As we build our products and talk with folks about what Dimples does, occasionally we get a question about the digitization, or ‘paperless office’, movement. Curiously, the ideal of a paperless office has been around for about forty years, coinciding with the huge growth in print consumption, including paper, ink, and toner.
organizations are likely to succeed by pursuing a future in which digital and paper tools “work in concert and organization processes make optimal use of both”.
Yesterday it was announced that there is a Paperless Coalition, a group of digital service providers, including Google Drive, HelloFax, HelloSign, etc., who have started a campaign promoting their services as both saving money and having less environmental impact compared to paper-based services. We use or have used some of these services. As a geographically dispersed and tech-hugging team, we embrace some of these services. Yet, the Paperless Coalition announcement and website have a scent of marketing-speak. There are other concerns, as well. A number of folks on Hacker News, for example, are skeptical of the environmental impacts of paper/ink vs. servers/PCs.
- It’s known that paper requires trees and ink/toner requires chemicals. Paper, ink, and toner can be expensive, too. Kai touched on these in earlier posts. But printed documents have proven reliability, up-time, and resiliency. That’s why Dimples helps you to stay with what works, while reducing your unnecessary usage in a controlled, reliable way.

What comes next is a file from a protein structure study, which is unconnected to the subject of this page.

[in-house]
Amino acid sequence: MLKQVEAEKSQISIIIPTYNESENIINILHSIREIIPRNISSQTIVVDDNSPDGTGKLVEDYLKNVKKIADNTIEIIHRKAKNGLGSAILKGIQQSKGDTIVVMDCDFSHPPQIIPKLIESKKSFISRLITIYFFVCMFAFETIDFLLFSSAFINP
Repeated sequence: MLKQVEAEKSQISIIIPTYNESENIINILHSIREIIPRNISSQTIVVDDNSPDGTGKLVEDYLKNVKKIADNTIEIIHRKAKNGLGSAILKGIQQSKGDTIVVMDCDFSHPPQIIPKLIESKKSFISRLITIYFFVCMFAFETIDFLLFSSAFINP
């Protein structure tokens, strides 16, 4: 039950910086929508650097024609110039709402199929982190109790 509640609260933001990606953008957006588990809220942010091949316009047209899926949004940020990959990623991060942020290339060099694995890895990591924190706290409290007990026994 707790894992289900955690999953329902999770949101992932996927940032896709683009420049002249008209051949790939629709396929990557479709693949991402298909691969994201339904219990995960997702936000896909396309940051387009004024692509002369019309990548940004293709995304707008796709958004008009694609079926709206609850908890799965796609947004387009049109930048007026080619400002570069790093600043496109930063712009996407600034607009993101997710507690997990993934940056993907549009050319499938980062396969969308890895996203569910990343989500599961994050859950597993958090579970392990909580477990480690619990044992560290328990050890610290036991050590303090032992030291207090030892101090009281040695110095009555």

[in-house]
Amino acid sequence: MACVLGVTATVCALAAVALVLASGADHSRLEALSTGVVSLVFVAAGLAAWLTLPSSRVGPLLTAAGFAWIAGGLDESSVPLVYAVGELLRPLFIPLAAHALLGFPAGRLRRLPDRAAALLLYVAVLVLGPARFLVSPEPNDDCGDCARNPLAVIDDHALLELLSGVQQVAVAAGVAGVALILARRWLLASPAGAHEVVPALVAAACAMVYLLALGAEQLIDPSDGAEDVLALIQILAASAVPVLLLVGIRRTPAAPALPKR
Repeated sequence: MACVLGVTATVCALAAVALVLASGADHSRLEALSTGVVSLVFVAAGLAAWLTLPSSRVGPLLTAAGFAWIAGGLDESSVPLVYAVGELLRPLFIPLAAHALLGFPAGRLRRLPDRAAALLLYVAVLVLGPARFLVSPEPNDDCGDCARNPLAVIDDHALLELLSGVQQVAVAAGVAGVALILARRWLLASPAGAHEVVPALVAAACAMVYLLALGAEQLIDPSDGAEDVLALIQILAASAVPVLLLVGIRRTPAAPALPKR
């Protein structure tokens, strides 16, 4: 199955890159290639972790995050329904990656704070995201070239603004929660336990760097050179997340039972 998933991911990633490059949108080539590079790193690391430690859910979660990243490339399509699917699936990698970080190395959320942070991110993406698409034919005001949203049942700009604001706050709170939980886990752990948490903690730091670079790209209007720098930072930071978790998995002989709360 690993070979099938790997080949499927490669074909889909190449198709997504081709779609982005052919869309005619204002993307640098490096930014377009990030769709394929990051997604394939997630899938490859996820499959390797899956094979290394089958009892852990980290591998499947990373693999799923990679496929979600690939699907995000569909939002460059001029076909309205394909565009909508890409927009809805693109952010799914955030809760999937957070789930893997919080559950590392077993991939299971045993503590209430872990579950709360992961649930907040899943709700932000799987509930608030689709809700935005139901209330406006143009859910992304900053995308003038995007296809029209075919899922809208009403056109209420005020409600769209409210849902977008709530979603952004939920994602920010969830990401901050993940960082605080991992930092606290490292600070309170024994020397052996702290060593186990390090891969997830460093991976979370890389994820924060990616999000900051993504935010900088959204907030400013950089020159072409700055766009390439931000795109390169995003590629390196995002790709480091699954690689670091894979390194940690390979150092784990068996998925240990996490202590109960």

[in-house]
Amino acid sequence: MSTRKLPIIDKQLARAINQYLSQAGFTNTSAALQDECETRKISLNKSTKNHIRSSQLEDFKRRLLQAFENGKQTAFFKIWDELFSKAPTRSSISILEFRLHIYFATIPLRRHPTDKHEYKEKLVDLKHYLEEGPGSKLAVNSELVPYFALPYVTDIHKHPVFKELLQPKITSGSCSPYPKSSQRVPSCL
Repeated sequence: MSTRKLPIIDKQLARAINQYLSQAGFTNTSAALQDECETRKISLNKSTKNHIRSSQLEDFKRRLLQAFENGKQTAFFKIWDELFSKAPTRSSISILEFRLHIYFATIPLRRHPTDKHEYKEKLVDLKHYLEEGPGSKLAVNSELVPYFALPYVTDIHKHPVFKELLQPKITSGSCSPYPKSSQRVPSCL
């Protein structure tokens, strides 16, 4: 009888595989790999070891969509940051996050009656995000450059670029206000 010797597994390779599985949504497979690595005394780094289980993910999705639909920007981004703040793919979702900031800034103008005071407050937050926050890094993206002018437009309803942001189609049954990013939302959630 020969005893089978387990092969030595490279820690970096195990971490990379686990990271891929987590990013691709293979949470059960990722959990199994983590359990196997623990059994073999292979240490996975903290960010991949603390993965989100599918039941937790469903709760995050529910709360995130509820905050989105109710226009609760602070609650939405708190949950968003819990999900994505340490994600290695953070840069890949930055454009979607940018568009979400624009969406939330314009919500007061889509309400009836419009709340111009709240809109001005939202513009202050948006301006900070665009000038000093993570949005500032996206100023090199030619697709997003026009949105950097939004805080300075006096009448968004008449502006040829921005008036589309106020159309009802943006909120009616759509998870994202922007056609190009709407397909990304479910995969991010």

- There is an increase in the public awareness of the extraordinary amounts of electricity consumed (often from dirty power sources) and carbon gasses emitted by server farms that power the Internet, as well as the hazardous chemicals (PDF) contained in consumer computers and mobile devices. It’s relatively common for cloud-based systems to fail, too.
It seems that there is no clear evidence to suggest that digital is better than paper, or vice-versa. What is clear is that, rather than pursuing the ideal of a paperless office, organizations are likely to succeed by pursuing a future in which digital and paper tools “work in concert and organization processes make optimal use of both”. (See Abigail J. Sellen’s and Richard H. R. Harper’s book, The Myth of the Paperless Office, from The MIT Press) As I wrote on HN:
…even with leading electronic record systems, paper will continue to be heavily used for producing backups, permanent copies, changelogs, etc. For example, a large regional hospital network with a state-of-the-art electronic patient record system generates a lengthy paper backup for each change made to the e-record. The system produces ~100,000 pages a month for just patient record changes. And this is considered an “all digital” system. Hmm.
What appears to be happening is a fusion of both paper and digital as a best practice. Important information is recorded digitally because it is fast and convenient, and also recorded in analogue, on paper, to leave a legal trail and backup for when the electronic systems go down (and they do go down).
For more discussion on this topic, read the comments at HN.